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Guest Opinion: Public Lands Council Update from Washington

Public Lands Council Update from Washington

By Dustin Van Liew, Public Lands Council Executive Director

Back in April, you read Roundup Publisher Dennis Sun’s report on Public Lands Council’s (PLC) Legislative Conference. PLC is the sole organization in Washington representing the roughly 22,000 ranchers who utilize forage on public lands in the West. We are fortunate to have such prominent leaders as Dennis, our newest board member, in our ranks. Wyoming has always been and continues to be a great source of strong, dedicated individuals guiding PLC’s and industry’s success. 

Whenever the “hats are in town,” we are always sure to take full advantage of their time here and put them to work. Dennis and the roughly 50 other attendees of the PLC conference brought their story to Capitol Hill and the agencies. Several PLC members were even able to testify at congressional hearings on our top priority legislation. For a few days, the cowboys ruled in Washington, D.C. 

Now the hats have gone back to the ranch, and we have carried on with our work here in D.C., echoing the voices of our members and seeking every avenue we can to promote our priority legislation. 

We’ve also been following up on questions asked and ideas hatched during members’ meetings with agency personnel from BLM, Forest Service, Fish and Wildlife Service (FWS) and Natural Resources Conservation Service (NRCS). And, as always, our efforts in the courts continue. 

Below are a few updates on PLC’s latest activities.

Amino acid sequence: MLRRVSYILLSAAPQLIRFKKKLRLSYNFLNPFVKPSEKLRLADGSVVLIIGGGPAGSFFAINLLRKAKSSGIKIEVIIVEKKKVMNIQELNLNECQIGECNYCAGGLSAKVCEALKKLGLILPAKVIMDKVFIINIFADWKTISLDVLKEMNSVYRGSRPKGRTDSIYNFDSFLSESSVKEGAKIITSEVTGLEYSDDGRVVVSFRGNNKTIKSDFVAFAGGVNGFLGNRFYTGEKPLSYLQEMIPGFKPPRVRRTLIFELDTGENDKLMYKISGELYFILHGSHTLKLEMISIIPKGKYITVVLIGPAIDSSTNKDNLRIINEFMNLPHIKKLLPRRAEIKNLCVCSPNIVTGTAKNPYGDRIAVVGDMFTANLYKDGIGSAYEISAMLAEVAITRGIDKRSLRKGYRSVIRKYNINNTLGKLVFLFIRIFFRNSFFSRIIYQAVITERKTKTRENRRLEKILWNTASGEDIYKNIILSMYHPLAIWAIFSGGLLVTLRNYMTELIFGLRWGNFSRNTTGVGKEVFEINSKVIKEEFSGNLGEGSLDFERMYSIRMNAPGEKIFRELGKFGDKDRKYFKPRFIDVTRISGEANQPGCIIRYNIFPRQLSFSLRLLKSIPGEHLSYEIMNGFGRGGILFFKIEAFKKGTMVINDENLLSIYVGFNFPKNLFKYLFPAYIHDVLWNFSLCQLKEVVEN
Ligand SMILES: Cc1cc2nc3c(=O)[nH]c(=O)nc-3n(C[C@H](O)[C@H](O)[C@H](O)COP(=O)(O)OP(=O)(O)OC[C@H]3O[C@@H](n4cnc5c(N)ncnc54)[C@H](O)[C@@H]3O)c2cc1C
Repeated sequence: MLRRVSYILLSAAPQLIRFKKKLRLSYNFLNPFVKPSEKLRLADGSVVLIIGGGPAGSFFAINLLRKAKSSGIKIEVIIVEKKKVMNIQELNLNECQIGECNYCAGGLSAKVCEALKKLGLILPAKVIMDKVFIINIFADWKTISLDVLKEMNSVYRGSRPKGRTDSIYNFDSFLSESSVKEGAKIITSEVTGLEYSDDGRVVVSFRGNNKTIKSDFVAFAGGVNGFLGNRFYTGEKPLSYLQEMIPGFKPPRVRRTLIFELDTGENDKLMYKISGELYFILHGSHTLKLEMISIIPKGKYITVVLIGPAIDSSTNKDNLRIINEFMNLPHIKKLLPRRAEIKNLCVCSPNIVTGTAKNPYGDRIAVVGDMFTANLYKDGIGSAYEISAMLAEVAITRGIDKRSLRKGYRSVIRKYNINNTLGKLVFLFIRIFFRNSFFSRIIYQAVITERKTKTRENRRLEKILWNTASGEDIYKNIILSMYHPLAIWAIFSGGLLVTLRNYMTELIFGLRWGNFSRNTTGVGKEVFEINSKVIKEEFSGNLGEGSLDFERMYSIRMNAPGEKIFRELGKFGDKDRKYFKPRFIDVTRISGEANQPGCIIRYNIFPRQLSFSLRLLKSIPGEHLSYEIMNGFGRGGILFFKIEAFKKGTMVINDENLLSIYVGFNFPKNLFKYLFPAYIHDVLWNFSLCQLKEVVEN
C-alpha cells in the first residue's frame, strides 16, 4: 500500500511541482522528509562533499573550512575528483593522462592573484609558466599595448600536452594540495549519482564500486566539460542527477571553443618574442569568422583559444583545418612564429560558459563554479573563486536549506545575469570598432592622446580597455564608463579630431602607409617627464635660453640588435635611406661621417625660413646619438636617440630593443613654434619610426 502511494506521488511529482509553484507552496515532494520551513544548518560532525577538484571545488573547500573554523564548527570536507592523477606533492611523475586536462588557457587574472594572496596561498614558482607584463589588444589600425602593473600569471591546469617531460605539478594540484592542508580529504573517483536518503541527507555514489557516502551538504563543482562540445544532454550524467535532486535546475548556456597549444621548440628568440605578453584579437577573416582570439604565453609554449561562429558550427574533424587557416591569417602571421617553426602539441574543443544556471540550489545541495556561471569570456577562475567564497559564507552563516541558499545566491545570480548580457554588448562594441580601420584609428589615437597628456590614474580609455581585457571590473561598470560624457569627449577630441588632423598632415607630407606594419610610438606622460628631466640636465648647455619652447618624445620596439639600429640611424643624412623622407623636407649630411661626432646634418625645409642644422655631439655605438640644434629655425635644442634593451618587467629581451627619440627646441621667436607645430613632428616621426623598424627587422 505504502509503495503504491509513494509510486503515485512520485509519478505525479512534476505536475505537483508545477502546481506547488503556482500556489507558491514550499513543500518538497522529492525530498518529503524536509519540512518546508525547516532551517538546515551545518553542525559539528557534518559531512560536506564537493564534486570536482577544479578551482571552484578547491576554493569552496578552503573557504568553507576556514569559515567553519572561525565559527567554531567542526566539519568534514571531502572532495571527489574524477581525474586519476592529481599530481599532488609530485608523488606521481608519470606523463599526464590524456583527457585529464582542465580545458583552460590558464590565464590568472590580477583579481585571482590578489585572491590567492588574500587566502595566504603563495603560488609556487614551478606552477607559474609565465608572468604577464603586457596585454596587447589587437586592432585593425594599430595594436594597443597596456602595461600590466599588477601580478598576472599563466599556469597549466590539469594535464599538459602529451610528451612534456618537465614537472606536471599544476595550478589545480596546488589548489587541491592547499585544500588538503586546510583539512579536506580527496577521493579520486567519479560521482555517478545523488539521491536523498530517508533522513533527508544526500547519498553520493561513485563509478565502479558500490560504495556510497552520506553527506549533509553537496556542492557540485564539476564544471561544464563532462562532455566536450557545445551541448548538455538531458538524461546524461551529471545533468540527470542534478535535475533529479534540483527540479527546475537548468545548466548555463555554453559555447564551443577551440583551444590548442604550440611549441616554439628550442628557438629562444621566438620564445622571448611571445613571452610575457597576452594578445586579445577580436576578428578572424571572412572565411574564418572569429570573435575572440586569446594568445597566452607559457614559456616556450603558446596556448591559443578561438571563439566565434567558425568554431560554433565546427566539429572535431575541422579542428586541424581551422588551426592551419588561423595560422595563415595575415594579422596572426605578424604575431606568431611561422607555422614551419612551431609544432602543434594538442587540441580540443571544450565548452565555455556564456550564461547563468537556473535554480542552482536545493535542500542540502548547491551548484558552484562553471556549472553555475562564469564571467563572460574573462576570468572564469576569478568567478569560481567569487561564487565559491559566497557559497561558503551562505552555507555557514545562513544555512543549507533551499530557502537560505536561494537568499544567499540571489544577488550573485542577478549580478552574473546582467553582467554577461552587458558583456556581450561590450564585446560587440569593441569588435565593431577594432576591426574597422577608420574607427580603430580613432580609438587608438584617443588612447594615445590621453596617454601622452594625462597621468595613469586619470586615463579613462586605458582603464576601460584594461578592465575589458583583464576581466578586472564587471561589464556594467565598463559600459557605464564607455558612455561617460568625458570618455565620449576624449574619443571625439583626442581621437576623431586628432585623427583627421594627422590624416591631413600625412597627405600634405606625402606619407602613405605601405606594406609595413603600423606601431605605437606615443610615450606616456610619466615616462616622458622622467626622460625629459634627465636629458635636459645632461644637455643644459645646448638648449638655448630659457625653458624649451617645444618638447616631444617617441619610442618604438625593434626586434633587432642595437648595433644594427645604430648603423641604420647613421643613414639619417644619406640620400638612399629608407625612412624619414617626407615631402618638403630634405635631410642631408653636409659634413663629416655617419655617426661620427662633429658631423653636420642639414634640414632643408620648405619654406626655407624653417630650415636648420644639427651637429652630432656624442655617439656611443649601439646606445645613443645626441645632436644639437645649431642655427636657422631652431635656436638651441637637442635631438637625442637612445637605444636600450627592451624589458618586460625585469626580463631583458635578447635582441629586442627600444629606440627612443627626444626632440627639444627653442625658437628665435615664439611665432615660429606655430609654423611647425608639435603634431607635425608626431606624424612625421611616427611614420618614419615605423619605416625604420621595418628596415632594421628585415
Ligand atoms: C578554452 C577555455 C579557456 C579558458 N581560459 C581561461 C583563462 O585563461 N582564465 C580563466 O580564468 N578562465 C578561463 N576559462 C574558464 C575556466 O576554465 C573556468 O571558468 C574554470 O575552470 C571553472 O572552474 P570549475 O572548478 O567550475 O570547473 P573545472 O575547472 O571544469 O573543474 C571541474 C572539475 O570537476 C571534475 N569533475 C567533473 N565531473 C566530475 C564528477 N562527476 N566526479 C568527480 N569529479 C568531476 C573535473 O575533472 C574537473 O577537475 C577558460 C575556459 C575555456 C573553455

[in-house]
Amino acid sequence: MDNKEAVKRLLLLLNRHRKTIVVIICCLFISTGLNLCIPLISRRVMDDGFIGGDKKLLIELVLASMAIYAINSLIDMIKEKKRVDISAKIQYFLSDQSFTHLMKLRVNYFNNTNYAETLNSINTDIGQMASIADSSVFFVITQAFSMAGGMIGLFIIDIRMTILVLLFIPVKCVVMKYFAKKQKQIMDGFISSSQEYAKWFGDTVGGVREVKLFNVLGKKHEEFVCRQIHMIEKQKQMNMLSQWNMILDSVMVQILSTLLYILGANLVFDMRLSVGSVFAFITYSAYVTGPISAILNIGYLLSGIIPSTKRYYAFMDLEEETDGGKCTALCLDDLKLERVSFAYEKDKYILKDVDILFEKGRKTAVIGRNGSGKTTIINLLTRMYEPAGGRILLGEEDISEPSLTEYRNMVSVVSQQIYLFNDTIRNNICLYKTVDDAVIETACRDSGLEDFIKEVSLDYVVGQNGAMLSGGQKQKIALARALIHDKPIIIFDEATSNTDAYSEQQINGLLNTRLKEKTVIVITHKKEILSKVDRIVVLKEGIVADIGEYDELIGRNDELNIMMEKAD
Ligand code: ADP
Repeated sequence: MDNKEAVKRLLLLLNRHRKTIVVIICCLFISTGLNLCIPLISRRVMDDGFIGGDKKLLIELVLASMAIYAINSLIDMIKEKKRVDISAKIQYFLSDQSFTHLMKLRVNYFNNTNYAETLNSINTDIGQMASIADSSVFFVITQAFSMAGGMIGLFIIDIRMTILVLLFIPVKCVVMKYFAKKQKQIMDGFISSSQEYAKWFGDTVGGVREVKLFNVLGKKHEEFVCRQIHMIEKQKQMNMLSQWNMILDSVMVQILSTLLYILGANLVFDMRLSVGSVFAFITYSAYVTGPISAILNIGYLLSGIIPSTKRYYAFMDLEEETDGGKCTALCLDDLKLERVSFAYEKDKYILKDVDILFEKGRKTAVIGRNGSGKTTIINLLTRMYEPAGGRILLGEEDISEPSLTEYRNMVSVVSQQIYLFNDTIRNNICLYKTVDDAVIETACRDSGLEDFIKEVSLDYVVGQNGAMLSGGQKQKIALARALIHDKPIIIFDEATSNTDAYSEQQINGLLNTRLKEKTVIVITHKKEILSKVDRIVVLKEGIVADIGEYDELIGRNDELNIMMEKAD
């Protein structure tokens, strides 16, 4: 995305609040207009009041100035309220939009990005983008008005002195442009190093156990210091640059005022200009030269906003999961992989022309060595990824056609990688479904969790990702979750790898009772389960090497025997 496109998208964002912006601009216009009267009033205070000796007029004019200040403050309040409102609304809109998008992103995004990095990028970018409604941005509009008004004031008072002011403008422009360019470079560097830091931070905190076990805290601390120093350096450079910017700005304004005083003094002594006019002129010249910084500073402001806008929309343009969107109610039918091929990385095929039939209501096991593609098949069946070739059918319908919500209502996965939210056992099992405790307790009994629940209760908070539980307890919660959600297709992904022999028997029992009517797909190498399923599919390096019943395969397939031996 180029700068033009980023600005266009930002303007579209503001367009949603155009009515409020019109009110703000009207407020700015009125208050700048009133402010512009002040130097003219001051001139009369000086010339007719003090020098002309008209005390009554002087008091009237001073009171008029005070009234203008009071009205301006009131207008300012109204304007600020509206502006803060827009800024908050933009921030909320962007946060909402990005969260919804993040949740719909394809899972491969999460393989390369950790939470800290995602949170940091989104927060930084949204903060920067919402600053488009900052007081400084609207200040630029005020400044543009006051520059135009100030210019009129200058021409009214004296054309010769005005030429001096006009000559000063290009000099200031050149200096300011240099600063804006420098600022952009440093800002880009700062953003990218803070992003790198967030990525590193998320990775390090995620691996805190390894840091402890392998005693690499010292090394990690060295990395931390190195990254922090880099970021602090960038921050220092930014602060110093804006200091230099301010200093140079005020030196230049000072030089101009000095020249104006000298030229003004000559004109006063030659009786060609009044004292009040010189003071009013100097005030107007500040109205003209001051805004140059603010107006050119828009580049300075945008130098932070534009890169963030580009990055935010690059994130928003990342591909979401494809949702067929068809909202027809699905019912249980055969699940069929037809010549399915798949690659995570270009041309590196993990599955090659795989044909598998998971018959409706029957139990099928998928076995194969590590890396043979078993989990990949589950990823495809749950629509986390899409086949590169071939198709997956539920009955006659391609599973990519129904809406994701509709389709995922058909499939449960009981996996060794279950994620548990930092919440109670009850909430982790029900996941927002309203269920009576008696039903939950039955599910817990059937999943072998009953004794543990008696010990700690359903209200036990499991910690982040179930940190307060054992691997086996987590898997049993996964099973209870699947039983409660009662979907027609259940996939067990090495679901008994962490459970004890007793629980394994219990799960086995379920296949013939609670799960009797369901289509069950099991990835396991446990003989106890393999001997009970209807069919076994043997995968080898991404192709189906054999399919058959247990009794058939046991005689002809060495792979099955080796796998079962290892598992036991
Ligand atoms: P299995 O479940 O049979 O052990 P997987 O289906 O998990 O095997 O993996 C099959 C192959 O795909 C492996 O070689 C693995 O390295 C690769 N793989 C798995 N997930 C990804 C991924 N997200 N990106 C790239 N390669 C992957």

Grazing Improvement Act – PLC Vice President Brenda Richards testified on this bill during Legislative Conference. It would help stabilize the public lands grazing industry by greatly reducing the amount of needless paperwork and review currently required under NEPA. 

We expect the bill to move through the House without much difficulty, as that chamber passed it last year, and believe it stands a good chance in the Senate.

Catastrophic Wildfire Prevention Act – PLC also testified on this bill, which would streamline NEPA and Endangered Species Act regulations for fuel-reduction activities, such as timber harvest and grazing, in areas of extreme wildfire risk. 

We are working with staff in the House to provide industry’s input on important amendments for inclusions in a final bill and are working with Senate staff to see the bill introduced in that chamber.

EAJA and Judgment Fund Reform – Ranchers continue to – in effect – fund their own demise as their tax dollars end up in the coffers of predatory enviro-litigators who sue the government for allowing activities such as continued grazing on federal lands. 

We are promoting the Judgment Fund Transparency Actto track and report payments from the Treasury, and we soon expect to see similar legislation introduced for Equal Access to Justice Act (EAJA) attorneys’ fee payments. We support this transparency and more – fully blocking these multi-million dollar “nonprofits” from making a living off of litigating ranchers’ way of life into extinction.

Appropriations – While the appropriations process seems to be on a slow track, we have appropriators’ ear and they know our priorities - such as providing adequate funding for agency range budgets and blocking or delaying damaging regulatory actions such as the burdensome new forest planning rule; EPA attempts to regulate water and dust; and the listing of the greater sage grouse.